President’s Letter: July 2021
Monthly observations and insights from MAS President Elizabeth Goldstein
I took a vacation this summer. In fact, as I write, I am technically still on it. However, I am sitting in the City Planning Commission (CPC) hearing room, on the lower level of the Equitable Building. As many of you know all too well, the Equitable Building is where the fight to ensure access to light and air began. So, it is perhaps it is all the more fitting, that I am here to testify against the 960 Franklin project that will have a devastating effect on sunlight access for the Brooklyn Botanic Garden, Jackie Robinson Playground and Medgar Evers College.
Continuum, the development team, came to today’s hearing with a significant new proposal. It was so new that the City Planning Commission and its staff had not been given this altered project sufficiently early to analysis it for the public hearing today.
And today marked the last public hearing, though there is still an opportunity for written comments to CPC that closes August 9. The CB#9 hearing and resolution has already been issued and the Brooklyn President’s hearing has taken place. However, Borough President’s recommendation has not been issued yet. That did not stop the developer from springing a new proposal on the Commission.
I am not normally a person who rejects things categorically but the level of the manipulation that this development team has brought to this project makes my blood boil. Despite promising the community a deep, long engagement period, it didn’t happen. Continuum is all about promises and no delivery. No wonder the outcry has been widespread and suspicion deep. It is not just about the damage that the project will cause to the Brooklyn Botanic Garden, Jackie Robinson and Medgar Evers. This is clear bait and switch. So much so that the Commissioners were unclear about which project was being heard today, the project behind door number 1 at 39 stories, door number 2 at 34 stories or door number 3, which was barely cracked open today at approximately 17 stories? (I am dating myself and some of you, my loyal readers. Name that game show!) In the end it became clear we should be addresses the project as first proposed.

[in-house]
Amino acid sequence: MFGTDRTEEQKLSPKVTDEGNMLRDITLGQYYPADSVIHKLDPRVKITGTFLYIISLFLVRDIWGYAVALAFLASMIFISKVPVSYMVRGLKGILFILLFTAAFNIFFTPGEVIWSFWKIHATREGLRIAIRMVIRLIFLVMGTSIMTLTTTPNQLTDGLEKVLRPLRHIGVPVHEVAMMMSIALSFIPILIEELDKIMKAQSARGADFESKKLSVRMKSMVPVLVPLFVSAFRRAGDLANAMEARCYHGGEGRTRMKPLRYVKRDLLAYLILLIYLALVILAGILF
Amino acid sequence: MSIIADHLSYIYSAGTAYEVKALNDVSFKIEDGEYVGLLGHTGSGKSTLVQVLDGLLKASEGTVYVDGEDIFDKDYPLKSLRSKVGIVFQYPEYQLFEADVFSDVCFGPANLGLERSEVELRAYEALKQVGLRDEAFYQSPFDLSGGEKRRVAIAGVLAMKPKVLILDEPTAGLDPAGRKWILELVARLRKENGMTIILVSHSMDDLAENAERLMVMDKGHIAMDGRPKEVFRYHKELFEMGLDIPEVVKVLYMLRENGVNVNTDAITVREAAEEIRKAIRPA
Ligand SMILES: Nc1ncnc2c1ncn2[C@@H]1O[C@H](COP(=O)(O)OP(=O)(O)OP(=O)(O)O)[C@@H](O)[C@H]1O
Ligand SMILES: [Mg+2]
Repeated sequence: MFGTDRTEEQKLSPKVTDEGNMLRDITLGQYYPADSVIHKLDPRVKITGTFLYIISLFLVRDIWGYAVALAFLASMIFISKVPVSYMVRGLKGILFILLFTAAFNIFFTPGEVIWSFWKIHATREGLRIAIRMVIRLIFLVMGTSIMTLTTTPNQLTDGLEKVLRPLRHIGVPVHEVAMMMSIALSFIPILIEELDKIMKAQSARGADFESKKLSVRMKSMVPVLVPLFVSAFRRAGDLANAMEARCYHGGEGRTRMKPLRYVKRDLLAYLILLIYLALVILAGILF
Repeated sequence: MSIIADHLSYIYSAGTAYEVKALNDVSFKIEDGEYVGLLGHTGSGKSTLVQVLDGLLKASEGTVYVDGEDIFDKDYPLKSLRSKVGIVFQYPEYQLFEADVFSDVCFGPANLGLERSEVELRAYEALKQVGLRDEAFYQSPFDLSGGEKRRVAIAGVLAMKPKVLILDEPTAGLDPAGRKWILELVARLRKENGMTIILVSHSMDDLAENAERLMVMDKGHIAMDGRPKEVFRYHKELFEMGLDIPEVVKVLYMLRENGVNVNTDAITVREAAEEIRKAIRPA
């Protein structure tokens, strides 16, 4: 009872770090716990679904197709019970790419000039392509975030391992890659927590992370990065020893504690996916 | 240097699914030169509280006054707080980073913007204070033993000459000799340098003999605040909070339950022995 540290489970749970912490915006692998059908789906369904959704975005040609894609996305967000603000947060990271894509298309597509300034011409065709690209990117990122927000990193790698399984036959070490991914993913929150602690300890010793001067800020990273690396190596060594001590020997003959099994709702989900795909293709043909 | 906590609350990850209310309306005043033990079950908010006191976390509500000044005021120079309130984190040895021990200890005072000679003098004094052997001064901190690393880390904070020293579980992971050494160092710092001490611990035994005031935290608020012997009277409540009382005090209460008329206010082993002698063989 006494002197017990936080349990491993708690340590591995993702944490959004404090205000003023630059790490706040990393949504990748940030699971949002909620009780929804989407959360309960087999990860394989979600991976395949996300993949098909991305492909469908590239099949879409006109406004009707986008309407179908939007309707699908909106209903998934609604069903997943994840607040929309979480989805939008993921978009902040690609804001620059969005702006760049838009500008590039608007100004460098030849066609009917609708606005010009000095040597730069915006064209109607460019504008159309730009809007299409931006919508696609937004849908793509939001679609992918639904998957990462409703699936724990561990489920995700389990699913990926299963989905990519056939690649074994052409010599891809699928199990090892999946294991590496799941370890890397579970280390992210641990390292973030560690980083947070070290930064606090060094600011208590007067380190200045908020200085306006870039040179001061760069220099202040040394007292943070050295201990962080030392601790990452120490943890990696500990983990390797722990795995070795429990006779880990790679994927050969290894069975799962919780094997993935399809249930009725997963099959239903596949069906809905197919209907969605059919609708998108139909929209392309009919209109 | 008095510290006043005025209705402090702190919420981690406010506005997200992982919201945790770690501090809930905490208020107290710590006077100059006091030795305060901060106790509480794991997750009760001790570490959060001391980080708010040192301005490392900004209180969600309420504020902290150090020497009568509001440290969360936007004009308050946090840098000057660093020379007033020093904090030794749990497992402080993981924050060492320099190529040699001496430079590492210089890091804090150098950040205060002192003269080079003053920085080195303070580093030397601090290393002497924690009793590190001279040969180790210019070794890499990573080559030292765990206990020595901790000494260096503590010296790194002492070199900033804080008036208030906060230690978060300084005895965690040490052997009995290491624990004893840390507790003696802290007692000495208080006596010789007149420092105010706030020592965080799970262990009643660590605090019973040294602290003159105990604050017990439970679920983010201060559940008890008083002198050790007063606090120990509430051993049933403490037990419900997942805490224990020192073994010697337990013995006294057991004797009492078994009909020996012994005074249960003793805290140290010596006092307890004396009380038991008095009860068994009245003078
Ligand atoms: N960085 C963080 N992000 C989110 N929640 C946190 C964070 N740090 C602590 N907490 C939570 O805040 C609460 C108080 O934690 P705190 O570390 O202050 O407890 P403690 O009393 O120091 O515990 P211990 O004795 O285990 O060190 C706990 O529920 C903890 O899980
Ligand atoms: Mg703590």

What happens now is a bit of a mystery. The CPC will clearly need to opine about what project is admissible and what process is required to evaluate it. Is Continuum’s claim that the impacts are below those embodied in the DEIS correct? Or is the project they now are presenting so different it needs a process reboot?
I came back to this hearing after being on the road for about 10 days. The combination of being out of NYC for the almost the first times in 17 months and the awe of being reminded about the beauty of New York State’s park system and its ecological diversity and a return to a city experiencing hotter, wetter summers has gotten me thinking about the beauty and vulnerability of the city itself. The battle around 960 Franklin is about who has a say over communities across the city. However, it is also about who is driving city policy around the balance between our open spaces and parks and the other needs for affordable housing and other community amenities. Is an arrant development proposal that even CPC didn’t seem all that interested in going to waste the public’s time for six months or more?
As loyal readers of this column know, I remain astonished by NYC’s lack of preparedness for climate change. I am not surprised in some ways. Dealing with climate change demands holding on to a scary future state of being, confronting deep, expensive projects, and having a vision for how the city might be better despite change. However, there is one thing I know…if there isn’t a plan soon for tackling it, we will all be spending another four years tilting at the windmills that any private entity wants to put in front of the public. And that will not be good for any of us.
I wish you all a good summer weekend. And we will keep you posted as the situation around 960 Franklin evolves.
President, Municipal Art Society of New York